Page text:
My only real gripe is the constant reissues that are made of older records. As a collector, I spent of a lot of time tracking down original pressings of bands that I loved, only to see these rare presses get bastardized by incessant represses. Revelation is one of the biggest offenders of this. I loved collecting their early releases but now there’s like 25 versions of Break Down the Walls, it’s borderline obnoxious. They even had the nerve to repress BDTW using the Wishingwell layout on red vinyl. The original red and blue pressings of BDTW, which for YoT fans, is one of the most sought-after versions. By trying to recreate it, to an extent, takes away from the original. It just becomes too much and I’ve lost interest over the years in bothering to collect them. I understand the idea that it allows kids these days to get a copy of the vinyl that would have normally been out of print decades ago, but as a diehard collector, trying to track down those out of print versions is what record collecting is all about. Maybe I am jaded, but stop with the represses already.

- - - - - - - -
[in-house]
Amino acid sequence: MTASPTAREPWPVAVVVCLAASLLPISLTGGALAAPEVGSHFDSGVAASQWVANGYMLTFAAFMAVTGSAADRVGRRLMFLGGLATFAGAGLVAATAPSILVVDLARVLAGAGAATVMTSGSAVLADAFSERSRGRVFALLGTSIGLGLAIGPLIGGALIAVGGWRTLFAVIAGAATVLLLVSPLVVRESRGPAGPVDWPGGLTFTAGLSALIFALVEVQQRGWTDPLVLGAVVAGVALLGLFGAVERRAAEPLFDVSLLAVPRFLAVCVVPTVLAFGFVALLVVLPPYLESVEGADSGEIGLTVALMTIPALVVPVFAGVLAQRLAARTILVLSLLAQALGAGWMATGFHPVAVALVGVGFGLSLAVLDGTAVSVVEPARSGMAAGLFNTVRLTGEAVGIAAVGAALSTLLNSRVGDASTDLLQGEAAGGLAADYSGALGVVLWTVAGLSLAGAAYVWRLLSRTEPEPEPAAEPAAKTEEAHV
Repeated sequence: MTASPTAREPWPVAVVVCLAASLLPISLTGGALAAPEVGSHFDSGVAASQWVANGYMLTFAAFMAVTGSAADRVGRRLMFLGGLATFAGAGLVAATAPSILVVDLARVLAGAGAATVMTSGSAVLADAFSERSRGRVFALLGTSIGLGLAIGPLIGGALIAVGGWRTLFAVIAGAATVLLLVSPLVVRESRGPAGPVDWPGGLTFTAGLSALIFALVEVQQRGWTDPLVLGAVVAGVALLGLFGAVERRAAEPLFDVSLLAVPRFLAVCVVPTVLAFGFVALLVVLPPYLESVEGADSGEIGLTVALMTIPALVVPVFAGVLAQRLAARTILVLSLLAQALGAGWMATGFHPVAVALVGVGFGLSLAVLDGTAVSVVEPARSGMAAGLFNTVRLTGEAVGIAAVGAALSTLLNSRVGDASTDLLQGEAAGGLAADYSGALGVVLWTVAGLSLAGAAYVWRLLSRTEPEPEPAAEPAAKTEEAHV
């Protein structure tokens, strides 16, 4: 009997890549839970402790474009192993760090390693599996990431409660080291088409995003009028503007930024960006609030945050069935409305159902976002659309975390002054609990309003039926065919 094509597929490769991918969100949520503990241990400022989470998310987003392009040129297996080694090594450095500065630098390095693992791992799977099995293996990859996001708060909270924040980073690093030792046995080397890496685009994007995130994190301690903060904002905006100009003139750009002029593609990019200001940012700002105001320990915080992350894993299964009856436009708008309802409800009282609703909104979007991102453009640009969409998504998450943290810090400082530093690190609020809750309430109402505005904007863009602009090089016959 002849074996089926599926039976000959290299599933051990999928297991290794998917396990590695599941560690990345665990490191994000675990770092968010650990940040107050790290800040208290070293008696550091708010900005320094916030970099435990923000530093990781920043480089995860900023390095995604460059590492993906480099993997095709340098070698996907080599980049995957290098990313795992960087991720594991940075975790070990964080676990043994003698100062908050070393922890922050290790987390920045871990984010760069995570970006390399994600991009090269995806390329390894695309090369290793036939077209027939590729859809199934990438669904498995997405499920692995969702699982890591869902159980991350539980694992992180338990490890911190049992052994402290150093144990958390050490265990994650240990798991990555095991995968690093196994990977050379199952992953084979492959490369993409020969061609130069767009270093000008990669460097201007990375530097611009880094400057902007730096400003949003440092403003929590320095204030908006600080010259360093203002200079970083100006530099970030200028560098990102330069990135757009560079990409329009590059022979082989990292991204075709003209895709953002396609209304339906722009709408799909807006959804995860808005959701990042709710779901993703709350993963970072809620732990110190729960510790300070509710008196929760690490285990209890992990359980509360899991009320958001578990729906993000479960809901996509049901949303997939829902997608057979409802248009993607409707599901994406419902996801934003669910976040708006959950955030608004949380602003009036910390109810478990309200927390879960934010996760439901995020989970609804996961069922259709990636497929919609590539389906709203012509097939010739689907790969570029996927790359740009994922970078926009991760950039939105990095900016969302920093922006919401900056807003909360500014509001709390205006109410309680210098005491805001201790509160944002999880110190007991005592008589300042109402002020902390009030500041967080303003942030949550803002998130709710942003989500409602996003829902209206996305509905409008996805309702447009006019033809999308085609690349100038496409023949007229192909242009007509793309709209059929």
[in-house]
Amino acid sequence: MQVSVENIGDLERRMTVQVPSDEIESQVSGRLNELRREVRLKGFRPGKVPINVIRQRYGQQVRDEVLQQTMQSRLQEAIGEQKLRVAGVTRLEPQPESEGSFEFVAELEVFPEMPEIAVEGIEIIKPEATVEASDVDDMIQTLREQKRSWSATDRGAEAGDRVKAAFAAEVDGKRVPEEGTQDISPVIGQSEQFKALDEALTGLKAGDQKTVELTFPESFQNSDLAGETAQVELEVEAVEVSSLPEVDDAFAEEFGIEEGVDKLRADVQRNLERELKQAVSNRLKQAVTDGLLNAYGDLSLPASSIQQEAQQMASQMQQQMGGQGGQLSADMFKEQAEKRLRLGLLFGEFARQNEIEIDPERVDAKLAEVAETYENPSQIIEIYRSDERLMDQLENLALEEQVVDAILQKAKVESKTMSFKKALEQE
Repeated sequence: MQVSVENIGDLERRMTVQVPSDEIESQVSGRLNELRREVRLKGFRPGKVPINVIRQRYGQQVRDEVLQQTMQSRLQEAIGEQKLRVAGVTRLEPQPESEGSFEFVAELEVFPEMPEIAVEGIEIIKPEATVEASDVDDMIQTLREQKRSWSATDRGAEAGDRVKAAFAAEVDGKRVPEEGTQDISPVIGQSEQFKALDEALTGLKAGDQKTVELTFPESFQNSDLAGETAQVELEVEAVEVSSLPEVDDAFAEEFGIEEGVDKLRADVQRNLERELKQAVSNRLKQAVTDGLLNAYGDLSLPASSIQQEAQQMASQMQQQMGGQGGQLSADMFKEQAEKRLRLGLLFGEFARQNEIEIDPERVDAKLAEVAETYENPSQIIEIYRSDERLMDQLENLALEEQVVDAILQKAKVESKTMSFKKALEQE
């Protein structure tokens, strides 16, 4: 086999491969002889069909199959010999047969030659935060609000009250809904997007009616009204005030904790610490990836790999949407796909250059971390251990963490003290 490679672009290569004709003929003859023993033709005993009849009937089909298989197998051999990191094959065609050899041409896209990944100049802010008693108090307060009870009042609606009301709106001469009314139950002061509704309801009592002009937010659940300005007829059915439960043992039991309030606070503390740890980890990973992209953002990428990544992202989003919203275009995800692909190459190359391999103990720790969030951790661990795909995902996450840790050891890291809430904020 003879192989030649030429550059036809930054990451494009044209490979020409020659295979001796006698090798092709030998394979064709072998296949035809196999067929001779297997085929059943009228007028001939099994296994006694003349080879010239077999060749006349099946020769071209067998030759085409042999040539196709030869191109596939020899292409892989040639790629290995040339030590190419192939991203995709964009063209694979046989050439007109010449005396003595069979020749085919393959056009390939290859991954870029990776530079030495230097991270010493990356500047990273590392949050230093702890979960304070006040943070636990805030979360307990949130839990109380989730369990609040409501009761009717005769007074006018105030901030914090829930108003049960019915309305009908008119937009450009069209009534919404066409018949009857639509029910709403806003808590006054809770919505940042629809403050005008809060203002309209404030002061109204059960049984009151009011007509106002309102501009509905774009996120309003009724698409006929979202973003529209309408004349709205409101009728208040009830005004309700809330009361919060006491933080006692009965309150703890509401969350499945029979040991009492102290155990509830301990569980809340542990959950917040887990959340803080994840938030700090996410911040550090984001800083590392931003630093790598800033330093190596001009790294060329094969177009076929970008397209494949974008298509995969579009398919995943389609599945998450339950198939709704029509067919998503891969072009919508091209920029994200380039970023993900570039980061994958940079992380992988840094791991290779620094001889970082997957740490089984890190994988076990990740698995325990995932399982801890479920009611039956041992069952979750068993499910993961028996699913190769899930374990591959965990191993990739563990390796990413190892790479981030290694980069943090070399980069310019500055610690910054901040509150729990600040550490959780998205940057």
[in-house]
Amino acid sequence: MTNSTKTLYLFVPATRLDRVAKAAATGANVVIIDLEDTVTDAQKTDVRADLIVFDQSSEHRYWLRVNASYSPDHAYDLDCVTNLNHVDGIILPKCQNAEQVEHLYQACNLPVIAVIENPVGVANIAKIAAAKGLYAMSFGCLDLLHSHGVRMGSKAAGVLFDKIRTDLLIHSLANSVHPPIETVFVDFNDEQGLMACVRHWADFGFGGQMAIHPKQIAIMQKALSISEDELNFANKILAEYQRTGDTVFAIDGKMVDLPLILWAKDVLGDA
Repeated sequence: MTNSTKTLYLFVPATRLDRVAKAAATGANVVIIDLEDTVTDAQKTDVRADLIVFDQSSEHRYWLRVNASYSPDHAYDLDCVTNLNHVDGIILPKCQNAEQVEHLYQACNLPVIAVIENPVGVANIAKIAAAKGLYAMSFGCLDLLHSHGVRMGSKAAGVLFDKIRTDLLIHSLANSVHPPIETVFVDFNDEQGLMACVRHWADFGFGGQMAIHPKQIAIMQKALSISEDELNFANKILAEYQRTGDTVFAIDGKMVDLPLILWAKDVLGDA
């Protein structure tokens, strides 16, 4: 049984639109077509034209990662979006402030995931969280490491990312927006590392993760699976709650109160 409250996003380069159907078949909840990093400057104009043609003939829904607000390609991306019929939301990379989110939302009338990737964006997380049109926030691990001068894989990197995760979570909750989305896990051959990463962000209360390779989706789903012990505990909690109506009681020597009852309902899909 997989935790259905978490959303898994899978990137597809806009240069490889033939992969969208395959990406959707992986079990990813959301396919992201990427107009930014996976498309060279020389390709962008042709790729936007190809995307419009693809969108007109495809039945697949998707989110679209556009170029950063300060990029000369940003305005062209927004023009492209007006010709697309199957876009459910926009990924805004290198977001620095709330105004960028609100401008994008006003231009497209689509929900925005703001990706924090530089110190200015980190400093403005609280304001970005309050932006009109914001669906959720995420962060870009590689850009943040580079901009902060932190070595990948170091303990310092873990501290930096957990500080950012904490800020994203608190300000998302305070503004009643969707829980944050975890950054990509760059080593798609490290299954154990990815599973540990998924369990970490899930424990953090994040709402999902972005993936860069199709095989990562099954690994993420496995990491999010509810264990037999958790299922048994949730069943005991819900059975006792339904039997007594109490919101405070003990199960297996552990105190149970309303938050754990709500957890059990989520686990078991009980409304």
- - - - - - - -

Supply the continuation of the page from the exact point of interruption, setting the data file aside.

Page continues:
Which records are still on your want list that you've had a tough time tracking down through the years?

My Youth of Today collection is strong, but I have never been able to track down an actual test pressing of the original Can’t Close My Eyes 7” on Positive Force Records. In 1999, I purchased what was told to me at the time a test press that has blank A and B side labels. However looking into it over the years I was able to confirm that what I owned was not an actual test, but a rare variant of one of the later pressings. The actual test press had typical pressing plant test labels on them. So if anyone reading this has one or knows anyone that has one get at me!  I’m also slowly trying to track down some of the original Misfits EPs which are costly along with the Antidote 7” and other important early NYHC records that I’m pissed about selling years back.


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Tagged: record collector